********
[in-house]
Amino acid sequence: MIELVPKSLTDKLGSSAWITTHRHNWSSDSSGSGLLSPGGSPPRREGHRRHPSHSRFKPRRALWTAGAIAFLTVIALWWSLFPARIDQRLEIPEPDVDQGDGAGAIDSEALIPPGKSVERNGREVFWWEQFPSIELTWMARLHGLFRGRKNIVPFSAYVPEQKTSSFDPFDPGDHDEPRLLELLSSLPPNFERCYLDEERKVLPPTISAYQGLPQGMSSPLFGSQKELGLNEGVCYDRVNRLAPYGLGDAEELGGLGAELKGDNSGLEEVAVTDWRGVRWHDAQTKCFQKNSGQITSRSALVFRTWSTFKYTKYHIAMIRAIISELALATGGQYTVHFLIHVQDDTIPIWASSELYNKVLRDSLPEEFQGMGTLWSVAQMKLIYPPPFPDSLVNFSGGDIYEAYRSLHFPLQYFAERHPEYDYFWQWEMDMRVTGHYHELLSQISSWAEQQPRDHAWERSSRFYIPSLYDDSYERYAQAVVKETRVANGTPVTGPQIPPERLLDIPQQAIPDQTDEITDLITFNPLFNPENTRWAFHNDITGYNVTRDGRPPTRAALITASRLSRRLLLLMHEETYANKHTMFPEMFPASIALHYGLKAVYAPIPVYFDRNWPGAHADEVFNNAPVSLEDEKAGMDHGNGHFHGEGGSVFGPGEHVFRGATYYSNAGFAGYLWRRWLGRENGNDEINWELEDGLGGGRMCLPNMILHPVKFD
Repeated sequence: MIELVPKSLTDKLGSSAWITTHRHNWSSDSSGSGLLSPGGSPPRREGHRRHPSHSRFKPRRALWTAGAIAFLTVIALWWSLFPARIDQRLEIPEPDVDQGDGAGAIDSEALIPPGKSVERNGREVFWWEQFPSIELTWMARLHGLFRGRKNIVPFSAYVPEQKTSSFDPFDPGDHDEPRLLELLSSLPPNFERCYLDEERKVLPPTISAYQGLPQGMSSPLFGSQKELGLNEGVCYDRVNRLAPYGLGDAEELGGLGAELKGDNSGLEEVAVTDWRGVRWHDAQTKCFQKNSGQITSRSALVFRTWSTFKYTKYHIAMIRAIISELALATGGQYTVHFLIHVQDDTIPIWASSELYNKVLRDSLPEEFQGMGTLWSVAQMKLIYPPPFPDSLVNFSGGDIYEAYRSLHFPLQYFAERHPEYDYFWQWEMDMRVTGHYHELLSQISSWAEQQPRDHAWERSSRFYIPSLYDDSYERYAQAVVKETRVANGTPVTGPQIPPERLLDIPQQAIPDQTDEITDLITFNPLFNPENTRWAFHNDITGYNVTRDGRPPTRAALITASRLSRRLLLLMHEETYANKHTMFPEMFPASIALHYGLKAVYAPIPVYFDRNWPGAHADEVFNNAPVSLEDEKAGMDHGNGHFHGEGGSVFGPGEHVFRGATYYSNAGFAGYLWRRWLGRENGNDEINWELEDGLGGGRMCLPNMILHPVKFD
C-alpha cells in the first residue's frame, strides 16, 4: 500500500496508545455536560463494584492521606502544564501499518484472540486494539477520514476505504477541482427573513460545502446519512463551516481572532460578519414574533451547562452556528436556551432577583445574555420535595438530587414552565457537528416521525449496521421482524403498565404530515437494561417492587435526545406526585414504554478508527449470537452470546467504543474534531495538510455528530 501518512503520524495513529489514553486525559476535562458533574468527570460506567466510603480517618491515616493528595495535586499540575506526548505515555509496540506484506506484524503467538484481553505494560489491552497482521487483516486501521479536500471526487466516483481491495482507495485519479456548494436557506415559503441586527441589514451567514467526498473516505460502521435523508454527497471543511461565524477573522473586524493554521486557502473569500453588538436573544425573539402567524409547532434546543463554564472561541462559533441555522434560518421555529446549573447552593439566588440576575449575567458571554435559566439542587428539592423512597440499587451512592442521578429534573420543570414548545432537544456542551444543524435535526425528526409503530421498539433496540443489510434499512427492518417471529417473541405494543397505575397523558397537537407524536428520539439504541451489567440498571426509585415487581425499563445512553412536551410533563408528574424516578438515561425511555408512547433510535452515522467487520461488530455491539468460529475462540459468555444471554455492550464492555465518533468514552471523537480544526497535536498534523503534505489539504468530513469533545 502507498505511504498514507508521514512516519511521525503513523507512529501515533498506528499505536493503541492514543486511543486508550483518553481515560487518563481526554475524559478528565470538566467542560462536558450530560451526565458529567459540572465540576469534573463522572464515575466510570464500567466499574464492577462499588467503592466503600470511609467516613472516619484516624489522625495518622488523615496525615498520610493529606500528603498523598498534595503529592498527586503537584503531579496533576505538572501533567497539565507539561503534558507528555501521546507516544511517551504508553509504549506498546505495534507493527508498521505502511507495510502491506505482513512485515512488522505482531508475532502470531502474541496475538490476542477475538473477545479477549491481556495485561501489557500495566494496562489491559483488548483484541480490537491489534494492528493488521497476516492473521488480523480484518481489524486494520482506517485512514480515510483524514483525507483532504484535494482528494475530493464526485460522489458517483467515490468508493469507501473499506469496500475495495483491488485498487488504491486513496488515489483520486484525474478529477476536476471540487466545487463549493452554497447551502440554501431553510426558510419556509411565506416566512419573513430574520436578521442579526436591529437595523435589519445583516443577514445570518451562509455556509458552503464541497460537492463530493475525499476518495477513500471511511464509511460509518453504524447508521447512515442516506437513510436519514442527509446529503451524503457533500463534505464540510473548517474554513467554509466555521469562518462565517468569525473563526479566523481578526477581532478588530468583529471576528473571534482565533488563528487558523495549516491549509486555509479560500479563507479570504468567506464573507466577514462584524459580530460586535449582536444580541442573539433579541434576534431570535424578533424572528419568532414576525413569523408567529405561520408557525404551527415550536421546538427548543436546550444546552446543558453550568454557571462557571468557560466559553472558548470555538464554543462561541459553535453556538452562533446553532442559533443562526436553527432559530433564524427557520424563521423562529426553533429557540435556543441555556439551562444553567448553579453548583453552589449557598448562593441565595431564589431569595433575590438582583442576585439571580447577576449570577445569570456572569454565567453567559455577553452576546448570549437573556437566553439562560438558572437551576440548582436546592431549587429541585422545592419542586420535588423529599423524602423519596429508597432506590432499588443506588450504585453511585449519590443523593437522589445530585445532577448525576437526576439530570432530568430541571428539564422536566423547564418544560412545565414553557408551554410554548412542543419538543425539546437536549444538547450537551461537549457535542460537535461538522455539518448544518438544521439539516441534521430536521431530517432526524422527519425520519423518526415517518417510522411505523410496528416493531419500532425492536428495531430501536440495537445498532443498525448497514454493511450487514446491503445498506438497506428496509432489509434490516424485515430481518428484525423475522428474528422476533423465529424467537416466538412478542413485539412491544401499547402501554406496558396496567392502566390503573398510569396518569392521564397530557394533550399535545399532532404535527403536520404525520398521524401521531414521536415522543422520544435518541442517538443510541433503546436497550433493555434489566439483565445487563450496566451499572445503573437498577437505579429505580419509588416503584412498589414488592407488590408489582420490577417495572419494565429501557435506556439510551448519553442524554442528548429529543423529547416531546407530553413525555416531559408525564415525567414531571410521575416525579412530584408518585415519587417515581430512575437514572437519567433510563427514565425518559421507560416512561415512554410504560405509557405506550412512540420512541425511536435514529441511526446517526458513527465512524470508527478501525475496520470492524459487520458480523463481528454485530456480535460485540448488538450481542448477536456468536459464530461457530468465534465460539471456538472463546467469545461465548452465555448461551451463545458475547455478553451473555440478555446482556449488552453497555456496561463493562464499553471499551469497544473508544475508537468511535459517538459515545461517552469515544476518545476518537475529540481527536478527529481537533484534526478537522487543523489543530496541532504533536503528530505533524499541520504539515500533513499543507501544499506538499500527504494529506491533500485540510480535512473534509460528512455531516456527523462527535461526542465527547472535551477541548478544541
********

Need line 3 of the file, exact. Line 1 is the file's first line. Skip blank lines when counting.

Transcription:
Repeated sequence: MIELVPKSLTDKLGSSAWITTHRHNWSSDSSGSGLLSPGGSPPRREGHRRHPSHSRFKPRRALWTAGAIAFLTVIALWWSLFPARIDQRLEIPEPDVDQGDGAGAIDSEALIPPGKSVERNGREVFWWEQFPSIELTWMARLHGLFRGRKNIVPFSAYVPEQKTSSFDPFDPGDHDEPRLLELLSSLPPNFERCYLDEERKVLPPTISAYQGLPQGMSSPLFGSQKELGLNEGVCYDRVNRLAPYGLGDAEELGGLGAELKGDNSGLEEVAVTDWRGVRWHDAQTKCFQKNSGQITSRSALVFRTWSTFKYTKYHIAMIRAIISELALATGGQYTVHFLIHVQDDTIPIWASSELYNKVLRDSLPEEFQGMGTLWSVAQMKLIYPPPFPDSLVNFSGGDIYEAYRSLHFPLQYFAERHPEYDYFWQWEMDMRVTGHYHELLSQISSWAEQQPRDHAWERSSRFYIPSLYDDSYERYAQAVVKETRVANGTPVTGPQIPPERLLDIPQQAIPDQTDEITDLITFNPLFNPENTRWAFHNDITGYNVTRDGRPPTRAALITASRLSRRLLLLMHEETYANKHTMFPEMFPASIALHYGLKAVYAPIPVYFDRNWPGAHADEVFNNAPVSLEDEKAGMDHGNGHFHGEGGSVFGPGEHVFRGATYYSNAGFAGYLWRRWLGRENGNDEINWELEDGLGGGRMCLPNMILHPVKFD